Hospitals and other healthcare organizations increasingly are turning away job applicants who smoke, the New York Times reports.
New rules treat cigarettes like illegal narcotics. Applications refer to tobacco-free hiring, and job applicants must take drug tests for nicotine. New employees caught smoking could be fired.
The strict policies are part of a push to increase worker productivity, cut healthcare costs and encourage personal well-being. Employers justify smoker bans, citing the estimated extra $3,391 smokers cost them in healthcare and lost productivity each year.
"We felt it was unfair for employees who maintained healthy lifestyles to have to subsidize those who do not," Steven Bjelich, CEO of St. Francis Medical Center in Cape Girardeau, Mo., said. His hospital stopped hiring smokers in January.
Hospitals in Florida, Georgia, Massachusetts, Missouri, Ohio, Pennsylvania, Tennessee and Texas all stopped hiring smokers in last year. Cleveland Clinic stopped hiring smokers in 2007.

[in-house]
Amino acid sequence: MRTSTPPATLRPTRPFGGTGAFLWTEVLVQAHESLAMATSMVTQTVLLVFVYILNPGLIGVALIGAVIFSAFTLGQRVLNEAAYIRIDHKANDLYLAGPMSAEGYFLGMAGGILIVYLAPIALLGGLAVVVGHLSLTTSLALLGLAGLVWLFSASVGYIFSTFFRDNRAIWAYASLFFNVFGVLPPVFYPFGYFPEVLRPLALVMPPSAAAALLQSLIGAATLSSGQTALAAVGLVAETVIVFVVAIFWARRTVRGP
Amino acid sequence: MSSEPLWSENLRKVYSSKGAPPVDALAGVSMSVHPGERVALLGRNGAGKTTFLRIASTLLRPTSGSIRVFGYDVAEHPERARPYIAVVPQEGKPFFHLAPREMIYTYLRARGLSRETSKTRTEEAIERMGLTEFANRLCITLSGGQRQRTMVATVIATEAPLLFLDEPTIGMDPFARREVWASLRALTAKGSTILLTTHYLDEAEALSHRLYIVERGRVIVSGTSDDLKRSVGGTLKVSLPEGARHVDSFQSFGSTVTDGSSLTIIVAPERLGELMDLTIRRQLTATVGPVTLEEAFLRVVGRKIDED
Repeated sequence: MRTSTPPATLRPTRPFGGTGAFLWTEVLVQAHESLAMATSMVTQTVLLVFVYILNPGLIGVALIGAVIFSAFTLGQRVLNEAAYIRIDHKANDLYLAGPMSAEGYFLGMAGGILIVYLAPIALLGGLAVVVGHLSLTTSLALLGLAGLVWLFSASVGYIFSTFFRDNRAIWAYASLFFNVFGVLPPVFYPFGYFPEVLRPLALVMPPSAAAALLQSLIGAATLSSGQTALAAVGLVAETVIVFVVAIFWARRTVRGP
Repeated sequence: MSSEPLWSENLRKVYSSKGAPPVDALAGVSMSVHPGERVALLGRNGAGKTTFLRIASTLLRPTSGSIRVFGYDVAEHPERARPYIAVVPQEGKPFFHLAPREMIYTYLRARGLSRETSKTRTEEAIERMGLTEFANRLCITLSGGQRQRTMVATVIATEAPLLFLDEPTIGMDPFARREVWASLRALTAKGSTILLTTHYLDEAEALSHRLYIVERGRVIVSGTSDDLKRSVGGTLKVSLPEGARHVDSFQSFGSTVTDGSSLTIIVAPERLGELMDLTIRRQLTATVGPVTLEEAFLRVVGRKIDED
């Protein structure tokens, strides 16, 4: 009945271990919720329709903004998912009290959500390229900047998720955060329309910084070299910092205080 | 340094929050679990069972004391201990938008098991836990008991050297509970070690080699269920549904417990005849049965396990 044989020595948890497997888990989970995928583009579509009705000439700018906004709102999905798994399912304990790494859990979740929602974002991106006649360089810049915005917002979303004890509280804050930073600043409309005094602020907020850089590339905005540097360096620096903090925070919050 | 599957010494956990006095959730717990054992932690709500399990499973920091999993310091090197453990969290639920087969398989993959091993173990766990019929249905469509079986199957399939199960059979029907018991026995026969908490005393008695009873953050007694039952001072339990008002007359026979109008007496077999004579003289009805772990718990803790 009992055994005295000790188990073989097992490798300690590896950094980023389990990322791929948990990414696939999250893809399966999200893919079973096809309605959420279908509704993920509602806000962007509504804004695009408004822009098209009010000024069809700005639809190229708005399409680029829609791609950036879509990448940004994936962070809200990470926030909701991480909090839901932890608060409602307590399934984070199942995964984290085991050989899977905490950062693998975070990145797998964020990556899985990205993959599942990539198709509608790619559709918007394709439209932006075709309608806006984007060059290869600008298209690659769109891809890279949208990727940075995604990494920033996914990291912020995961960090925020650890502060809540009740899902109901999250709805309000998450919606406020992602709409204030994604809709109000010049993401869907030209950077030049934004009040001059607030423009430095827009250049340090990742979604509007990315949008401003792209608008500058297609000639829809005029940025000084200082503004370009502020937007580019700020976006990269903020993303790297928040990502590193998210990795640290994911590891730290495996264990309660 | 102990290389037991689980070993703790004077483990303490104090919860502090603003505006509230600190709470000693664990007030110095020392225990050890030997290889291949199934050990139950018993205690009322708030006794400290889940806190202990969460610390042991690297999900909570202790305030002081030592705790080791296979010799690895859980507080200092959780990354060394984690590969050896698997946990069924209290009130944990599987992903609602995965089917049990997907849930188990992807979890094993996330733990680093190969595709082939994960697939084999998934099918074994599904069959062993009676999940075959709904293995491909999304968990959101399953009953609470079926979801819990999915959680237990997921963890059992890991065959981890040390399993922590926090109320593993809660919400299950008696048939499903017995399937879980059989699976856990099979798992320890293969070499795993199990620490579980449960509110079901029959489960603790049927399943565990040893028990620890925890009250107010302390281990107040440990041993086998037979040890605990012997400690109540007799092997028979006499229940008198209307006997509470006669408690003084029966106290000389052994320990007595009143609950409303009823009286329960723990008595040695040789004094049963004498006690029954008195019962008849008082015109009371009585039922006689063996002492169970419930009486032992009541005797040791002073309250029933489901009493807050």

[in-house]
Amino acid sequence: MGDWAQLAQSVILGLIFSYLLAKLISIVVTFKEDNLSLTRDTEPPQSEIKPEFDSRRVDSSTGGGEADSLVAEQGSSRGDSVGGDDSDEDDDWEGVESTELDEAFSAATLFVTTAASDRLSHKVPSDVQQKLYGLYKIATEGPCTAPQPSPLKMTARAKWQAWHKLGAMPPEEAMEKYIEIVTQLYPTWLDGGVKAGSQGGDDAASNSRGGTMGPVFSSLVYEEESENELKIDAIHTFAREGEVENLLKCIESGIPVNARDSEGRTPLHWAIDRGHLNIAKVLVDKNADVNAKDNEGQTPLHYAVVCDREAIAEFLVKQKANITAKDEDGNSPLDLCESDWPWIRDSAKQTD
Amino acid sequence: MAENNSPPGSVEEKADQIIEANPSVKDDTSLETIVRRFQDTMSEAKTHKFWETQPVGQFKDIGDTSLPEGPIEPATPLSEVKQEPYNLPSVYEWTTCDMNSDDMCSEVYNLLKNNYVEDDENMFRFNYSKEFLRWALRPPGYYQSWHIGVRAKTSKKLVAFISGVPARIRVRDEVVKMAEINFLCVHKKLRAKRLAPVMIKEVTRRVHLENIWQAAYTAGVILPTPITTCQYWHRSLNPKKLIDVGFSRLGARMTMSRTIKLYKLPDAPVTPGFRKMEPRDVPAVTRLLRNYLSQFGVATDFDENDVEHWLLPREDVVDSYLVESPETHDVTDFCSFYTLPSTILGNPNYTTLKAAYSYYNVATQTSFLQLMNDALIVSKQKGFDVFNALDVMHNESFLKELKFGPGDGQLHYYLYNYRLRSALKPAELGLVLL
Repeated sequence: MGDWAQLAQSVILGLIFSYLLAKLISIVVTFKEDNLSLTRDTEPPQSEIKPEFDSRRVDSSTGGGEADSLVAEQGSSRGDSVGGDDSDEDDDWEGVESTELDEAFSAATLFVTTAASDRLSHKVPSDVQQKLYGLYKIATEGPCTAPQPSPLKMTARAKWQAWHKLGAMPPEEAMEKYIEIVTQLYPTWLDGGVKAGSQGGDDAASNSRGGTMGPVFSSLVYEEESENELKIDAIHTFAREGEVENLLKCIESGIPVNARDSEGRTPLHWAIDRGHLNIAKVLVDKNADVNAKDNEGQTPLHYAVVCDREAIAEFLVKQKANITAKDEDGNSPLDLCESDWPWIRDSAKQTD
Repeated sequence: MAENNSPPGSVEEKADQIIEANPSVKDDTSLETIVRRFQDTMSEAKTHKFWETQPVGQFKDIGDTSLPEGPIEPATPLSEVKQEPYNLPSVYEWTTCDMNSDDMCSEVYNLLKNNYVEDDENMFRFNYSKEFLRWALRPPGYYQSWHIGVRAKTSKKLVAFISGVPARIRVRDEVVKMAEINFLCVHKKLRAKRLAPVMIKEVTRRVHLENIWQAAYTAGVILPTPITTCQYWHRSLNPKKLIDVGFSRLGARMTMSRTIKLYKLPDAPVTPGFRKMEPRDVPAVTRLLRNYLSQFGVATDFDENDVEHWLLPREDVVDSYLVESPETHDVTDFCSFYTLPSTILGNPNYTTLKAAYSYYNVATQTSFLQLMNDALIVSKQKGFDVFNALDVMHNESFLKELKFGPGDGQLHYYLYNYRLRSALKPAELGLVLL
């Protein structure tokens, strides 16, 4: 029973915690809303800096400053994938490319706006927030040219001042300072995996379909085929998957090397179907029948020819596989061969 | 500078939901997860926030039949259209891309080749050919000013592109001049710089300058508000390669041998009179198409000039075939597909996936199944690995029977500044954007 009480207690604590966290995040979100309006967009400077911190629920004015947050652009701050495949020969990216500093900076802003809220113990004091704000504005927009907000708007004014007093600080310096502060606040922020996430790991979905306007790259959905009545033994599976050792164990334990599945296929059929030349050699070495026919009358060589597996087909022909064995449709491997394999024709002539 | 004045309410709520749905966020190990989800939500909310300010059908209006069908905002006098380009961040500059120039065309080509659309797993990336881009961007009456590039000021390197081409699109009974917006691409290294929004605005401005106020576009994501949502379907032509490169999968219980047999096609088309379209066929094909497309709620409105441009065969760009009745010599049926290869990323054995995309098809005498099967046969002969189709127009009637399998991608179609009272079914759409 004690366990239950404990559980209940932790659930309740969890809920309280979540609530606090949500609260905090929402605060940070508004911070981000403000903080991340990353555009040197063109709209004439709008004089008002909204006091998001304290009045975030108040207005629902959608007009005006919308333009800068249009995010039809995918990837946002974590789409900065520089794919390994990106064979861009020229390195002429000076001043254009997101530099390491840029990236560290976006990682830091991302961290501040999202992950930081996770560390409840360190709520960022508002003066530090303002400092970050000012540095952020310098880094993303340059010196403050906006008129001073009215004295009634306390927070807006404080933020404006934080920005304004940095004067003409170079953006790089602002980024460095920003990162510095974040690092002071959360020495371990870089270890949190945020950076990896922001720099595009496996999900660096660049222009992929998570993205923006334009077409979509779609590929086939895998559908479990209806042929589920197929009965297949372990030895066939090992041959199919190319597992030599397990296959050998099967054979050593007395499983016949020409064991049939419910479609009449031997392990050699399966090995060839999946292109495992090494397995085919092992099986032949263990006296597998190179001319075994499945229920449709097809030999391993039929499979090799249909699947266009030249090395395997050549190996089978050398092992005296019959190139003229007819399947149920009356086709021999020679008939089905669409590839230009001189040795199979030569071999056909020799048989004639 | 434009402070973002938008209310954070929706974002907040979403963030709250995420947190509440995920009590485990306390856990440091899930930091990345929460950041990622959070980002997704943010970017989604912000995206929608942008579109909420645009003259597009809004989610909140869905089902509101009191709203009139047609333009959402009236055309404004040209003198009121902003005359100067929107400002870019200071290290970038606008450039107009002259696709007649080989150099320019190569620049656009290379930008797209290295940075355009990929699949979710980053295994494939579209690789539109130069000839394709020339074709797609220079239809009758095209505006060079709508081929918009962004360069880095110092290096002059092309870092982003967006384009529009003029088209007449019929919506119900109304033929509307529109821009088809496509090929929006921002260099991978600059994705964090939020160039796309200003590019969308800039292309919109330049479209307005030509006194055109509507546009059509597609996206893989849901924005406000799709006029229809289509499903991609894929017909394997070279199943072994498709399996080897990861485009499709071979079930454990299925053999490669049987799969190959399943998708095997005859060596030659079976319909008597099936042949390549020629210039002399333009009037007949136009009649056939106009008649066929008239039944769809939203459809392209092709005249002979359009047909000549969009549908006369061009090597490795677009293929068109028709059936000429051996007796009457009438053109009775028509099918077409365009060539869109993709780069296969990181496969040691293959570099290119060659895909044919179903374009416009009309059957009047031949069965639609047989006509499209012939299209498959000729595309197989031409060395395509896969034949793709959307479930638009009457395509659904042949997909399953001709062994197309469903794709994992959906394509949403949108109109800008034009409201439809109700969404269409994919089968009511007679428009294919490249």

The shift to smoker-free healthcare workplaces has prompted debate about how far workplaces can go in discriminating against bad habits or unhealthy lifestyles.
"Where do you draw the line?" asks Dr. Elizabeth M. Whelan, president of the American Council on Science and Health (ACSH). "Do you set policies against employees who ride motorcycles? Or those who are obese, or drink more than some arbitrary amount?"
To learn more:
- read the New York Times article
- read the American Council on Science and Health article
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